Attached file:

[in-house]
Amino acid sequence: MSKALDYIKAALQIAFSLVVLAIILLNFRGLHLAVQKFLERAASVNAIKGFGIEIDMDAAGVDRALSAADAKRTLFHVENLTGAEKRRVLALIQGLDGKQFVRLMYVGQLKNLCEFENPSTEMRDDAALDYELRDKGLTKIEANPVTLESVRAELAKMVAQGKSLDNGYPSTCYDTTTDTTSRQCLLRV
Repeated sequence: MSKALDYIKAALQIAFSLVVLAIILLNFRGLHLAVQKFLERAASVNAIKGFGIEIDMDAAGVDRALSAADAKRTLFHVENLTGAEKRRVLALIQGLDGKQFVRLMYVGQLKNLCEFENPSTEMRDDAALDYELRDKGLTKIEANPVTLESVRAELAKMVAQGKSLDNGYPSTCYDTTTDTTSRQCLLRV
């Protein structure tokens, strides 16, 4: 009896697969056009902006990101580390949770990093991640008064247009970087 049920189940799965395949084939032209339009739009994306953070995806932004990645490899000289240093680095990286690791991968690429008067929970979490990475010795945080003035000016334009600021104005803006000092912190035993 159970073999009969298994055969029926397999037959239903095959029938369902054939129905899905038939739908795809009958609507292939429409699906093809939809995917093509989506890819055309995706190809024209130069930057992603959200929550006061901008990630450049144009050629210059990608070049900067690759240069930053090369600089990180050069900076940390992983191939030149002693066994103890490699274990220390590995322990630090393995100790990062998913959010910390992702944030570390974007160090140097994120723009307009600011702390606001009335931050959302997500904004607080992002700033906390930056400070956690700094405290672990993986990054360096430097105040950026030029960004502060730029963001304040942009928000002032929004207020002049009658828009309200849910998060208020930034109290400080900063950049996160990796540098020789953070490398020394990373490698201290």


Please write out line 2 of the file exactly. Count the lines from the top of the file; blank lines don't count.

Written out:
Amino acid sequence: MSKALDYIKAALQIAFSLVVLAIILLNFRGLHLAVQKFLERAASVNAIKGFGIEIDMDAAGVDRALSAADAKRTLFHVENLTGAEKRRVLALIQGLDGKQFVRLMYVGQLKNLCEFENPSTEMRDDAALDYELRDKGLTKIEANPVTLESVRAELAKMVAQGKSLDNGYPSTCYDTTTDTTSRQCLLRV